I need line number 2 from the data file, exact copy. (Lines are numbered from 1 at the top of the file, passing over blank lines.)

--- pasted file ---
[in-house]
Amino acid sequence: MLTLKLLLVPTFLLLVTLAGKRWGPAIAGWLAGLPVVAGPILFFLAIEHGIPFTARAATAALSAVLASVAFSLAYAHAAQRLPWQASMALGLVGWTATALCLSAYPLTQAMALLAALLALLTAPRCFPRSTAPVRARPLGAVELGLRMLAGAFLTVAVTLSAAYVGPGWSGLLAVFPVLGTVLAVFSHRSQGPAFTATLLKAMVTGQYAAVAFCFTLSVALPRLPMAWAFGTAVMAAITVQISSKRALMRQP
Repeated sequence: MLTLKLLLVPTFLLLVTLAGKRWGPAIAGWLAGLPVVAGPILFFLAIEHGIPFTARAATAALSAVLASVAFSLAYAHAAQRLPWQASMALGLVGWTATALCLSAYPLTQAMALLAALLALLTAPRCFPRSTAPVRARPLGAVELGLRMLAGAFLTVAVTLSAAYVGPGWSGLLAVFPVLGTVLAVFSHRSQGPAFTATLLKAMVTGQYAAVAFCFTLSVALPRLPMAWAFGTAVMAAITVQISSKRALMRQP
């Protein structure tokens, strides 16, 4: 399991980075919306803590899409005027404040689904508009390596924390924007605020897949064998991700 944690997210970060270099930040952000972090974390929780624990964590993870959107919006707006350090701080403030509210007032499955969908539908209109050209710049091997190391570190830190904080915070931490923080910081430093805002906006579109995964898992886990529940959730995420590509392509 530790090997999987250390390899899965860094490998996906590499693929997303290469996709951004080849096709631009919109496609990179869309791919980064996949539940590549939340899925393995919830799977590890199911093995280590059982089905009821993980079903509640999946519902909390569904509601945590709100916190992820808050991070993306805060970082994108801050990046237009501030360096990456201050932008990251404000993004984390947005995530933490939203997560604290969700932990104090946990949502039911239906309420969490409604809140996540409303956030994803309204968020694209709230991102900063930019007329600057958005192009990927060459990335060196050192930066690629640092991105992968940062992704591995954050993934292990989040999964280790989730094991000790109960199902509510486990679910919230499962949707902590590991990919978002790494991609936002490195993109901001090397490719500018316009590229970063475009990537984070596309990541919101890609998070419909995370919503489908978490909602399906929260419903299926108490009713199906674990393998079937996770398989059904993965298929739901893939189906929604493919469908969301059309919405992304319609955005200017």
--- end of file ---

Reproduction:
Amino acid sequence: MLTLKLLLVPTFLLLVTLAGKRWGPAIAGWLAGLPVVAGPILFFLAIEHGIPFTARAATAALSAVLASVAFSLAYAHAAQRLPWQASMALGLVGWTATALCLSAYPLTQAMALLAALLALLTAPRCFPRSTAPVRARPLGAVELGLRMLAGAFLTVAVTLSAAYVGPGWSGLLAVFPVLGTVLAVFSHRSQGPAFTATLLKAMVTGQYAAVAFCFTLSVALPRLPMAWAFGTAVMAAITVQISSKRALMRQP